not prejudiced). Love has not shown that he asserted his right to a prompt hearing. Nor has he indicated how this delay prejudiced him. Although he argues that the passage of time might have blurred the witnesses' memories, Love does not point to any evidence suggesting that any witness's memory was impaired or that any testimony was tainted as a result of the delay. Love then argues that the Commission violated its own regulation in denying him a second preliminary interview to determine whether there was probable cause for the additional charges that he assaulted a police officer and possessed a firearm. The Commission's regulations require it to hold a preliminary interview to determine whether there is probable cause to believe that the parolee violated his parole and whether a hearing should be held, see 28 C.F.R. § 2.48(b). Love contends that this regulation requires the Commission to conduct a second interview if it decides to add new charges after the first interview. Here, a second preliminary interview would not have altered the result because the Commission had already determined that there was probable cause to believe that Love violated his parole, and had decided to hold a hearing. Moreover, Love cannot show that the Commission violated his constitutional rights, which he would have to do to qualify for habeas relief. See Estelle v. McGuire, 502 U.S. 62, 68 (1991); Turner v. Henman, 829 F.2d 612, 614 (7th Cir. 1987). Love has no due process right to a preliminary interview on every charge that the Commission intended to address at the revocation hearing. All that due process requires is a "written notice of the claimed violations of parole," Morrissey, 408 U.S. at 489, and Love received such notice in the Commission's May 2001 letter and supplemental warrant. Love next argues that the Commission incorrectly applied the re-parole guidelines. He contends that the Commission first factored his assault of the police officer into its calculation of his guidelines range and then considered the assault again to support the decision to enhance his penalty above this range. Thus he charges the Commission with improper double counting. The guidelines are intended to assist the Commission in determining the appropriate penalty to impose upon revocation of parole, but the Commission may take into account aggravating circumstances and adjust the penalty accordingly. See Augustine v. Brewer, 821 F.2d 365, 371 (7th Cir. 1987). Here, the Commission did not double count the assault. To support its penalty enhancement, the Commission considered Love's recidivism and his not having even been released from his half-way house when he violated his parole. And, the Commission may weigh as an aggravating factor the nature of an offense used to determine the guidelines range, which the Commisison did here when it found relevant that the assault occurred while Love was attempting to avoid arrest. See Thomas v.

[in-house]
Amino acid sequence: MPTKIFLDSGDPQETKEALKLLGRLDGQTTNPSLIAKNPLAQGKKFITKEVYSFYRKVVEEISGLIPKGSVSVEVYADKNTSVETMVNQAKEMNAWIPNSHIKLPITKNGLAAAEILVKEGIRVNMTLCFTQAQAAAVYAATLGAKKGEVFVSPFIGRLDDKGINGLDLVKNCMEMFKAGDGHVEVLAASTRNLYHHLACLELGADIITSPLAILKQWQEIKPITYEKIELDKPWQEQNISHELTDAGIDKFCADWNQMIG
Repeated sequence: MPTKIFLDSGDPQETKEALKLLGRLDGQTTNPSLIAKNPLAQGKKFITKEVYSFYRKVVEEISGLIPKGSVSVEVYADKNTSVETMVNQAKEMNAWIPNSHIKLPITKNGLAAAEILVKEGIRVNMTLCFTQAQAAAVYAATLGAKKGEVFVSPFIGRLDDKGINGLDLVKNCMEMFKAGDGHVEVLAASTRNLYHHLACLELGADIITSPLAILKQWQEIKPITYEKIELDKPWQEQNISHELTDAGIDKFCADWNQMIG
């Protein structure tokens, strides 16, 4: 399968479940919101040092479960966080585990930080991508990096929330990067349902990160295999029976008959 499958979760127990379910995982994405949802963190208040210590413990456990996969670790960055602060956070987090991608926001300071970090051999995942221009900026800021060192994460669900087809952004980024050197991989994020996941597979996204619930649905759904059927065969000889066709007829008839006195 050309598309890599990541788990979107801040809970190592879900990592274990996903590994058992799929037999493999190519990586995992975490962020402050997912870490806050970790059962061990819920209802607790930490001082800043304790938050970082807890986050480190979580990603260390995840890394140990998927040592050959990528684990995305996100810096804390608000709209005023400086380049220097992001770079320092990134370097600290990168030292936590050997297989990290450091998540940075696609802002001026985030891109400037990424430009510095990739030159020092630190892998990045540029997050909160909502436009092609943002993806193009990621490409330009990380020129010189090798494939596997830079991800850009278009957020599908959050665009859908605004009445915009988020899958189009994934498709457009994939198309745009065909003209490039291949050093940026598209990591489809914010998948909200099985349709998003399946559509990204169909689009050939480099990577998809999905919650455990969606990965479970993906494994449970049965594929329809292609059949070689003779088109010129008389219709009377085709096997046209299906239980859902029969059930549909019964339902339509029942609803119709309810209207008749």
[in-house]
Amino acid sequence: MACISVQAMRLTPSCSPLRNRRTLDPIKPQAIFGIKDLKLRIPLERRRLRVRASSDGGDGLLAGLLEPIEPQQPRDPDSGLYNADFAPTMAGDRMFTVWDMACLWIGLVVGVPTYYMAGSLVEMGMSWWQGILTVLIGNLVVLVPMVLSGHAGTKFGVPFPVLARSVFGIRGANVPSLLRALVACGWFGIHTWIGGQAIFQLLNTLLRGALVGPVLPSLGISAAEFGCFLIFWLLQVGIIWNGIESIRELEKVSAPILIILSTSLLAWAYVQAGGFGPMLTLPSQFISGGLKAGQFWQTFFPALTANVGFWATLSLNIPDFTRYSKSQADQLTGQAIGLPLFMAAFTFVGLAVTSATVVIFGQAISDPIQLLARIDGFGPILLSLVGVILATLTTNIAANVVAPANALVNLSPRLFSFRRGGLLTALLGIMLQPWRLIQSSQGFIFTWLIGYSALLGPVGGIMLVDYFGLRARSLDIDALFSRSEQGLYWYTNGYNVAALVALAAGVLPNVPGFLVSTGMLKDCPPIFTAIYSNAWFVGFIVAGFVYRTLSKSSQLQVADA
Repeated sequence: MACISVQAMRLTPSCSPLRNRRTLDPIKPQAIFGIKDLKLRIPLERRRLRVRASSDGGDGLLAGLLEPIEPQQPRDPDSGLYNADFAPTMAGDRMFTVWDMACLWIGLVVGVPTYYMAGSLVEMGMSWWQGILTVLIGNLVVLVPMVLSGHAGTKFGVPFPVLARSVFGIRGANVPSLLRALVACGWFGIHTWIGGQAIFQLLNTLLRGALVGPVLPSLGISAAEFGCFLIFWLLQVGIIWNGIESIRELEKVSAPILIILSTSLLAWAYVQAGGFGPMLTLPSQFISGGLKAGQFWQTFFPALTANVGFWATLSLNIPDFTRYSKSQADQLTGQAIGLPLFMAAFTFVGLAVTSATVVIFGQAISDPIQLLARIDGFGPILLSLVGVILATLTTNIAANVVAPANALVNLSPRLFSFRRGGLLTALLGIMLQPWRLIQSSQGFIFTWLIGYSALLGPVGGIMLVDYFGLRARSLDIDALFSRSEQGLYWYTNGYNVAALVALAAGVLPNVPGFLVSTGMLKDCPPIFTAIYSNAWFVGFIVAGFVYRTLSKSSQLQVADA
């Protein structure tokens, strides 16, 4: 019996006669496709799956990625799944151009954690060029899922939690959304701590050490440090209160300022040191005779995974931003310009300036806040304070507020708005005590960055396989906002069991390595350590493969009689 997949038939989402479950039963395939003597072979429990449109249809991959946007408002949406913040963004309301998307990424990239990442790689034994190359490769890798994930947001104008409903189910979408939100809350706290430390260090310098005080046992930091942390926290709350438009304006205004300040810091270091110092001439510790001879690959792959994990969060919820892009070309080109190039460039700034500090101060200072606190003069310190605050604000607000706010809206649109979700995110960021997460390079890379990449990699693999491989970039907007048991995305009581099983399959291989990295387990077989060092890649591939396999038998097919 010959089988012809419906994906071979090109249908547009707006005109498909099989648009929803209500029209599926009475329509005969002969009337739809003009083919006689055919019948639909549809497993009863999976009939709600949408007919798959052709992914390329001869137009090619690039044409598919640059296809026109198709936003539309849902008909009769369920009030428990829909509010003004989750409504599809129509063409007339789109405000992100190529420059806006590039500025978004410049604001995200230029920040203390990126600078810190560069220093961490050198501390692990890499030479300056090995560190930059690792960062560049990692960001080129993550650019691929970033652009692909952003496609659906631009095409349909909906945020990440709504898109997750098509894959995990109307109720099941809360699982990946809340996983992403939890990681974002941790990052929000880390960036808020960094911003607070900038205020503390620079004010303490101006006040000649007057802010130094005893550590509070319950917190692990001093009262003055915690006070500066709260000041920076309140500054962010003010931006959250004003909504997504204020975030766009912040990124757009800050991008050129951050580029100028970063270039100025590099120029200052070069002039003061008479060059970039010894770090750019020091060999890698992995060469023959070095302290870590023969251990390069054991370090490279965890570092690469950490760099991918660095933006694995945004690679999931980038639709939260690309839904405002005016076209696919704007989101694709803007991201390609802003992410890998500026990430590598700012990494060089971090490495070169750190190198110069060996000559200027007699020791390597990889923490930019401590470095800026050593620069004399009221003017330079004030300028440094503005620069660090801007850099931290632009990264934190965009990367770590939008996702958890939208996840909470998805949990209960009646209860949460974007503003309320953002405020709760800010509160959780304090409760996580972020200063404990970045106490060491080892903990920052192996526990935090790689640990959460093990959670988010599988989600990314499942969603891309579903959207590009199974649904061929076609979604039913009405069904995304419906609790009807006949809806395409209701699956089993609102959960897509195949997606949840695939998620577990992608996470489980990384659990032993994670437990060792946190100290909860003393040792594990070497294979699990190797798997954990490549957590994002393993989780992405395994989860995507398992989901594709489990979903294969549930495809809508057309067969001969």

No. 06-3760 Brennan, 961 F.2d 612, 620 (7th Cir. 1992). The Commission acted within its discretion when it imposed the a penalty above the guidelines range.
Finally Love argues that there was no basis for the Commission to find that the firearm belonged to him. But this argument is meritless. There was a rational basis for the Commission's finding, see Slader, 107 F.3d at 1246, given the evidence that Love signed the lease for the apartment where the firearm was found, his name was on documents and bills in the apartment, and men's clothing was found in the same bedroom as the firearm. AFFIRMED.